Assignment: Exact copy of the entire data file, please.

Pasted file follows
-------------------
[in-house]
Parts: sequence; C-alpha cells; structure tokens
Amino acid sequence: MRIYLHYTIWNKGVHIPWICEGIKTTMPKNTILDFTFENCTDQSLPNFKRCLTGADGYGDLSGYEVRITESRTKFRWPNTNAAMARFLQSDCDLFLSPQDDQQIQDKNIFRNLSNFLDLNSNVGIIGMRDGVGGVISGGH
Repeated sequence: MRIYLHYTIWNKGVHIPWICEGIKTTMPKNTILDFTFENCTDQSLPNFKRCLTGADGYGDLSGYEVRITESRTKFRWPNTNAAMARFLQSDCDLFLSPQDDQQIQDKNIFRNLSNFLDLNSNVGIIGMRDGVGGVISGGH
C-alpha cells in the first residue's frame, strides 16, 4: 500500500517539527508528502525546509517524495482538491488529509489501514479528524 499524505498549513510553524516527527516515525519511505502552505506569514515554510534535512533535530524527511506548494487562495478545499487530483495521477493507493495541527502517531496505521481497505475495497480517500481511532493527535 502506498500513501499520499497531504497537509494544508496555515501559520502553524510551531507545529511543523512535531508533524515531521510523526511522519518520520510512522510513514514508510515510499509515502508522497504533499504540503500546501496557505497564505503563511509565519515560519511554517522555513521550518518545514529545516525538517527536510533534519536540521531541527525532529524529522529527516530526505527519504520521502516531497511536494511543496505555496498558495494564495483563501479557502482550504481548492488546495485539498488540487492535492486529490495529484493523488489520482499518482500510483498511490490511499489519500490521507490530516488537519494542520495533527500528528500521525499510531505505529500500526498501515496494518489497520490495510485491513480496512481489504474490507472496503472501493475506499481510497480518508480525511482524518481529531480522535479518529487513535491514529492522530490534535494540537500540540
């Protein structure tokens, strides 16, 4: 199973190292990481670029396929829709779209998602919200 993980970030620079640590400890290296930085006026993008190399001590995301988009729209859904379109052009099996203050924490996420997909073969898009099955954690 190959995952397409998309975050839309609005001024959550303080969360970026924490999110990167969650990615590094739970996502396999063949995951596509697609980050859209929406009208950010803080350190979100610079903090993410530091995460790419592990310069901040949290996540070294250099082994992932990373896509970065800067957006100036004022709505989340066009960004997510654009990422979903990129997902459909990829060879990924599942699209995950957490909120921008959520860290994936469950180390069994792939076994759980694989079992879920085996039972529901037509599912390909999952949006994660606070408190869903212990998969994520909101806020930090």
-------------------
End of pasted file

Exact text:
[in-house]
Parts: sequence; C-alpha cells; structure tokens
Amino acid sequence: MRIYLHYTIWNKGVHIPWICEGIKTTMPKNTILDFTFENCTDQSLPNFKRCLTGADGYGDLSGYEVRITESRTKFRWPNTNAAMARFLQSDCDLFLSPQDDQQIQDKNIFRNLSNFLDLNSNVGIIGMRDGVGGVISGGH
Repeated sequence: MRIYLHYTIWNKGVHIPWICEGIKTTMPKNTILDFTFENCTDQSLPNFKRCLTGADGYGDLSGYEVRITESRTKFRWPNTNAAMARFLQSDCDLFLSPQDDQQIQDKNIFRNLSNFLDLNSNVGIIGMRDGVGGVISGGH
C-alpha cells in the first residue's frame, strides 16, 4: 500500500517539527508528502525546509517524495482538491488529509489501514479528524 499524505498549513510553524516527527516515525519511505502552505506569514515554510534535512533535530524527511506548494487562495478545499487530483495521477493507493495541527502517531496505521481497505475495497480517500481511532493527535 502506498500513501499520499497531504497537509494544508496555515501559520502553524510551531507545529511543523512535531508533524515531521510523526511522519518520520510512522510513514514508510515510499509515502508522497504533499504540503500546501496557505497564505503563511509565519515560519511554517522555513521550518518545514529545516525538517527536510533534519536540521531541527525532529524529522529527516530526505527519504520521502516531497511536494511543496505555496498558495494564495483563501479557502482550504481548492488546495485539498488540487492535492486529490495529484493523488489520482499518482500510483498511490490511499489519500490521507490530516488537519494542520495533527500528528500521525499510531505505529500500526498501515496494518489497520490495510485491513480496512481489504474490507472496503472501493475506499481510497480518508480525511482524518481529531480522535479518529487513535491514529492522530490534535494540537500540540
């Protein structure tokens, strides 16, 4: 199973190292990481670029396929829709779209998602919200 993980970030620079640590400890290296930085006026993008190399001590995301988009729209859904379109052009099996203050924490996420997909073969898009099955954690 190959995952397409998309975050839309609005001024959550303080969360970026924490999110990167969650990615590094739970996502396999063949995951596509697609980050859209929406009208950010803080350190979100610079903090993410530091995460790419592990310069901040949290996540070294250099082994992932990373896509970065800067957006100036004022709505989340066009960004997510654009990422979903990129997902459909990829060879990924599942699209995950957490909120921008959520860290994936469950180390069994792939076994759980694989079992879920085996039972529901037509599912390909999952949006994660606070408190869903212990998969994520909101806020930090």